The ghosts that haunt barons of industry and commerce—breeding obsession, greed, arrogance, vanity, and cruelty of the most malicious sort—are the same as those that envelope, corrupt, and exhaust the titans of the screen and those most talented of artists, a fact that has never more evident than in Citizen Kane. Wunderkind Orson Welles’s deeply haunting depiction of the life of William Randolph Hearst, from working-class hero to failed political powerhouse to newspaper baron, has long been synonymous with the director’s spectacularly odd and genuinely tragic career—and for good reason. Hunger for power and control were at once central to both Hearst and Welles’s legacies and the fatal wound that led to their most devastating pitfalls.
To now return to that famous image of Welles’s Kane in his paper-strewn office after losing a bid at political office, towering above Gregg Toland’s camera as he gets a proper moral thrashing from his only true friend in the world, it becomes impossible to not consider all those similar thrashings that friends, colleagues, and complete strangers gave Welles at the impetus of the project, during its production, and most of all, upon its release. Hollywood threw an epic hissy fit, but what appeared on the screen was immediately recognizable of a singular artistic vision that made many, if not all, of Welles’s peers and colleagues look behind the times.
Structured largely through the recollections of supporting characters, including Kane’s best friend (the great Joseph Cotton) and the showgirl who inadvertently bungled his political aspirations (Dorothy Comingore), Kane’s story is as much about locating the psychological bruises that shape public figures as it is about the essential enigmas of said figures. The pioneering of gossip journalism and the social ills proliferated by that advent are here just as interesting and important as the building of Xanadu and the collecting of all those exotic treasures. Following the investigative pursuits of reporter Jerry Thompson (William Alland), we see Kane as the adopted son of a steel-hearted tycoon (George Coulouris), but miss that crucial hint to the elusive “Rosebud,” which Welles, in a beautiful stroke, reveals only long enough for it to be destroyed and lost forever.
Considering that “Rosebud” was rumored to be a nickname for Hearst’s mistress’s, er, loins, it’s not completely surprising that most of Welles’s projects met a similar fate as that most memorable of all sleighs. But like most great cinematic artists, it’s less the drama of Citizen Kane that’s remembered than it is the rich, vivid look of the picture. One remembers the vast, echoing main hall of Xanadu, where Kane’s showgirl wastes away while piecing together puzzles, or the newspaper office transformed into a den of indulgence and shadowy sin following Kane’s ascension to the upper echelons of the newspaper industry. Rather than overwrite the dramatic turns, however, these glorious set pieces, each one more jaw-dropping than the last, accentuate those forgotten moments of tension, grief, disappointment, good humor, and potent heartbreak. Less famous scenes, such as when we finally see Kane’s political opponent (Ray Collins) quietly eviscerate Kane with his own sense of pride, is all the more powerful in the cramped environs of the showgirl’s dinky apartment than it is, nowadays, over the phone or in massive meeting rooms.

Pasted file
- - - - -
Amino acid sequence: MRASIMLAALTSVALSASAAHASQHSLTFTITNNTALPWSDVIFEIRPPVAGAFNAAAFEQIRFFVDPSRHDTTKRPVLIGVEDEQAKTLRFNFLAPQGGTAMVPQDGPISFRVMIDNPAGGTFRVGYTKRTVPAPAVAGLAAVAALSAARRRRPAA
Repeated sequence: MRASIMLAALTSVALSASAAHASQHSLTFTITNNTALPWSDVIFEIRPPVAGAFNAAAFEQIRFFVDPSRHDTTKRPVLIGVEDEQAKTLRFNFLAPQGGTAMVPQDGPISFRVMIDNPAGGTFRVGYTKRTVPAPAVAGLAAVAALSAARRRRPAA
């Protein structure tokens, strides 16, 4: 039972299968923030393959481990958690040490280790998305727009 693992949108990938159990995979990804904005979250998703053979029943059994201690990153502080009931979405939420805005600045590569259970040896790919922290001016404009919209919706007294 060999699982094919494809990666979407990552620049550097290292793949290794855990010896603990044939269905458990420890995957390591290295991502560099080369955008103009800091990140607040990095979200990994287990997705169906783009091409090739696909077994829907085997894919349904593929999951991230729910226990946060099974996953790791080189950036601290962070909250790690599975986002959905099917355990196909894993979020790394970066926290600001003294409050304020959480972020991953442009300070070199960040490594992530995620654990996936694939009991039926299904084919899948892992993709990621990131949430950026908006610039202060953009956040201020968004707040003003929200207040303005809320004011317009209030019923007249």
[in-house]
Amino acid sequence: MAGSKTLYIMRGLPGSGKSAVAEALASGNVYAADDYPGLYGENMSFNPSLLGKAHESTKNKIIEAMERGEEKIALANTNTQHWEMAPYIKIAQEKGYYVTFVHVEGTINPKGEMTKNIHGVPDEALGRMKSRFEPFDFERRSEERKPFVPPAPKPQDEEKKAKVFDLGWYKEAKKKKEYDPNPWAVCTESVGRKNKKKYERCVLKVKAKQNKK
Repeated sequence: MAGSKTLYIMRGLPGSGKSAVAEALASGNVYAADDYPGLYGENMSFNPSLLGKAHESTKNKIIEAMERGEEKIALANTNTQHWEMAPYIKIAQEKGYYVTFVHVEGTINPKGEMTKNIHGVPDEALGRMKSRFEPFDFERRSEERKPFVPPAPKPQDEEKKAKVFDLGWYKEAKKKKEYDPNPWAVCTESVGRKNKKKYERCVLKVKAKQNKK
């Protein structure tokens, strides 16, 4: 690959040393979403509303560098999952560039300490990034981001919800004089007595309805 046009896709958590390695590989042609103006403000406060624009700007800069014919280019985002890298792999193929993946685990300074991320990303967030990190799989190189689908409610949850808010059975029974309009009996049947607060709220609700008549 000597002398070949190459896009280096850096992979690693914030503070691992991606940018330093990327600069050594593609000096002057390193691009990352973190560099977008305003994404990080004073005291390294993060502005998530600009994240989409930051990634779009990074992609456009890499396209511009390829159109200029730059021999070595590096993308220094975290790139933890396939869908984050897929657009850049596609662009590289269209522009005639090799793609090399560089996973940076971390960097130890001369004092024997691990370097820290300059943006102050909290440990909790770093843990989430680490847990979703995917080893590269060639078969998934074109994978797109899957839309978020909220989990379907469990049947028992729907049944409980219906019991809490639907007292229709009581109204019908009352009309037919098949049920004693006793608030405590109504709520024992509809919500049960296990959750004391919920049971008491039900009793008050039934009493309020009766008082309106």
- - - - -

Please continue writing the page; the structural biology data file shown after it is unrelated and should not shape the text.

Coming back to the film a solid five years since I last watched it, Citizen Kane remains as hard to talk about as ever, due largely to its symbiotic relationship with its own making and its reception forever complicating and deepening the psychological and philosophical valleys that exist within the proper narrative. I still stare at it, amazed and entertained, but dwarfed by the very idea of attempting to untangle the crow’s nest that has formed through the film’s ever-expanding histories. And what continuously stupefies me is that time works no miracles on this particular film: Scenes remain familiar, but the narrative seems to shift every time I return to it. No wonder it’s such a pain to pin down! It sounds hyperbolic, but I might as well be trying to say something new about the life of Jesus.